Kamer-Furerskii Zhurnal

The following article is from The Great Soviet Encyclopedia (1979). It might be outdated or ideologically biased.

Kamer-Fur’erskii Zhurnal


a collection of daily records kept at the court of the Russian tsars and emperors by courtiers, called Kamer fur’ery, from 1734. It was initiated in 1695 by Peter I, who began keeping a diary entitled Zhurnal Hi podennaia zapiska (Journal, or Daily Notes) depicting the course of military operations in the Azov Campaigns (1695–96) and the Northern War (1700–21). After Peter I, the Kamer-Fur’erskii Zhurnal was kept containing for the most part descriptions of court ceremonies and the daily life of the imperial family. The last entries date from February 1917 and describe the revolutionary movement among the troops quartered at Tsarskoe Selo. The collections covering the period from 1695 to 1817 have been published; those of the subsequent period are preserved in the Central State Archive in Leningrad (archive 516).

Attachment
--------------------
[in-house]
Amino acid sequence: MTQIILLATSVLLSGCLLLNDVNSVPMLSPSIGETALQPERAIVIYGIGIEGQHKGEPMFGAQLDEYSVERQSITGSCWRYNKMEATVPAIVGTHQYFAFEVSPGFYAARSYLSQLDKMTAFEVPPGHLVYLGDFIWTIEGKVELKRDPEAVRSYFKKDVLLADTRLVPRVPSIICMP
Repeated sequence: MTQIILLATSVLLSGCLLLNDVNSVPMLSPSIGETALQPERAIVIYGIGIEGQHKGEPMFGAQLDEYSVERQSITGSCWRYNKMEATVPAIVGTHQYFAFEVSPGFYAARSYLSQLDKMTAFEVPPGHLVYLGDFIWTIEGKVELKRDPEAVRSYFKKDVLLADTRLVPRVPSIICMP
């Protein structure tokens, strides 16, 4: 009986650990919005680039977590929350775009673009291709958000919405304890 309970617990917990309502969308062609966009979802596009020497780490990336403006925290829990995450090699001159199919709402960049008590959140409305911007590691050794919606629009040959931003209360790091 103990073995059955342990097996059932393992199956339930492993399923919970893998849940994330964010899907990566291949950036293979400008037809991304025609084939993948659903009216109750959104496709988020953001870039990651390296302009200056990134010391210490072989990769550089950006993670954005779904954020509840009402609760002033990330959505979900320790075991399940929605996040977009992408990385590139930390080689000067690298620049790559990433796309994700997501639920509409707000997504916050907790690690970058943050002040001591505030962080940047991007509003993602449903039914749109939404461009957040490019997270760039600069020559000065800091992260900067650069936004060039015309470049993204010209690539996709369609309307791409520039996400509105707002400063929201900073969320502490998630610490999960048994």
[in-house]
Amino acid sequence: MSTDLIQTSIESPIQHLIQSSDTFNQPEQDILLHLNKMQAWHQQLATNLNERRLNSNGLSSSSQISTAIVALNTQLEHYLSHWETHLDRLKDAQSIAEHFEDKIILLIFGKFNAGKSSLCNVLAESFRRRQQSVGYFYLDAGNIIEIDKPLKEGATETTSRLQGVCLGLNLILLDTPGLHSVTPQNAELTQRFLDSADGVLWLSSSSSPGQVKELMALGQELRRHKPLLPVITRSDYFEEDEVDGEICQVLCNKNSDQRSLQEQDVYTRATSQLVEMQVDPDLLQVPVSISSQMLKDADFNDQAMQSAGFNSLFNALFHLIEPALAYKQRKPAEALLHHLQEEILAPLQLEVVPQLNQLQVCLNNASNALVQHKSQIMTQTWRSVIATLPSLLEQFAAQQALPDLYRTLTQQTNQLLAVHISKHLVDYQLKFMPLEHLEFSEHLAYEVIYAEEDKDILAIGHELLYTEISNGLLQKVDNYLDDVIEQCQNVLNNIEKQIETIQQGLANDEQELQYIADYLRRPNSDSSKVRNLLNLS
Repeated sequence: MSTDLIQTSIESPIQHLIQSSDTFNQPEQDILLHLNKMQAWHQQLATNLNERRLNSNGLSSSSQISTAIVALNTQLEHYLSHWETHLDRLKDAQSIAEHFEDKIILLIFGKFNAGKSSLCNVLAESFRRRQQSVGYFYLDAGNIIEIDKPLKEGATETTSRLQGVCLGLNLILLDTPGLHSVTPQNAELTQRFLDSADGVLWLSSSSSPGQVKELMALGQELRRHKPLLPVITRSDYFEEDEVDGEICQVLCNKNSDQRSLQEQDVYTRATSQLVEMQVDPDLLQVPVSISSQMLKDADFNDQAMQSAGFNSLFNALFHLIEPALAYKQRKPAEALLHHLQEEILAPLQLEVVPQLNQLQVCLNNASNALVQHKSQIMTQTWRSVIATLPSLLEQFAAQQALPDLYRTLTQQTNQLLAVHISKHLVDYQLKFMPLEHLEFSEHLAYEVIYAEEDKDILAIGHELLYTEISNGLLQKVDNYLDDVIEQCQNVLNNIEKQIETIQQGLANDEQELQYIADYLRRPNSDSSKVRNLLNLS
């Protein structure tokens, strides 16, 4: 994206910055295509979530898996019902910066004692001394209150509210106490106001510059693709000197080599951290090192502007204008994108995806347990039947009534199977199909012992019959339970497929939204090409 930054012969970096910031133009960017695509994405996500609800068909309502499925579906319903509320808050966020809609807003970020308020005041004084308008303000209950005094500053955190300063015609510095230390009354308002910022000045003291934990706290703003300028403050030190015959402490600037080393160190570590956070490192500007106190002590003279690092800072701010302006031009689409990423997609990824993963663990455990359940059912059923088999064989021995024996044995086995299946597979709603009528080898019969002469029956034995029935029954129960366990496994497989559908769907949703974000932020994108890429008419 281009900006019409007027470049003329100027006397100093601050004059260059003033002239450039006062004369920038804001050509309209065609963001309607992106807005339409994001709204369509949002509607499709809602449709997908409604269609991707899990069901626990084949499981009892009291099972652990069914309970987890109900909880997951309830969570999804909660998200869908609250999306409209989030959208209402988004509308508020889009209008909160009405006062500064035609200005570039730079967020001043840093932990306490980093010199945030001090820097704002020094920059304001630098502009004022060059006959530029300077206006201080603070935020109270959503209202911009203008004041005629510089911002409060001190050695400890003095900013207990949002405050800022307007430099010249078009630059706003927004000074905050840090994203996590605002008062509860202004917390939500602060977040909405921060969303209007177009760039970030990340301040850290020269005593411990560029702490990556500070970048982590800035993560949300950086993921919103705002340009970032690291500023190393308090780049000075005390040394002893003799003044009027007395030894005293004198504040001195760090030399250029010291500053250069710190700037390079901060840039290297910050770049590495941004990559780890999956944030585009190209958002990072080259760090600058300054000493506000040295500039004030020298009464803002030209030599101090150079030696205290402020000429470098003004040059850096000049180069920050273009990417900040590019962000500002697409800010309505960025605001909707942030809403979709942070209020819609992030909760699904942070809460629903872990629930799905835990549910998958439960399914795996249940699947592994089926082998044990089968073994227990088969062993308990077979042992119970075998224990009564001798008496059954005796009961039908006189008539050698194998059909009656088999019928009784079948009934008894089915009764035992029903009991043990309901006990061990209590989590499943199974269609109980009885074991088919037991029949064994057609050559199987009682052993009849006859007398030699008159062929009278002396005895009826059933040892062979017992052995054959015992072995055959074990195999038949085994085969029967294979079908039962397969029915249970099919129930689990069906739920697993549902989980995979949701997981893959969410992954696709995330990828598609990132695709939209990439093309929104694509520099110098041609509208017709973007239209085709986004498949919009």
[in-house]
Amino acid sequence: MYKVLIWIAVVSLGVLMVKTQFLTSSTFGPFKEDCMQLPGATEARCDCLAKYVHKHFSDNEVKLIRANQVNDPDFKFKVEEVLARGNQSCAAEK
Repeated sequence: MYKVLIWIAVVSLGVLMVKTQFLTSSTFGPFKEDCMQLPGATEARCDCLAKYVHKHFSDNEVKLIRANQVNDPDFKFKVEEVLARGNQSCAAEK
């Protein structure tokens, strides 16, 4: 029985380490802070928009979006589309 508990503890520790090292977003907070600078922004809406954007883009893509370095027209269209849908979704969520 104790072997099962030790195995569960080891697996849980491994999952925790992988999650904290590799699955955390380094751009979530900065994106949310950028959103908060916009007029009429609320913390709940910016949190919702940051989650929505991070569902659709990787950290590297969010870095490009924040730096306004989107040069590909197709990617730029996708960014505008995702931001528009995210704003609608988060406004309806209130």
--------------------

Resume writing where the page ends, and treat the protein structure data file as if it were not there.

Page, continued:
Kamer-fur’erskii tseremoniaVnyi zhurnal, 1695–1817. St. Petersburg-Petrograd, 1853–1916.
The Great Soviet Encyclopedia, 3rd Edition (1970-1979). © 2010 The Gale Group, Inc. All rights reserved.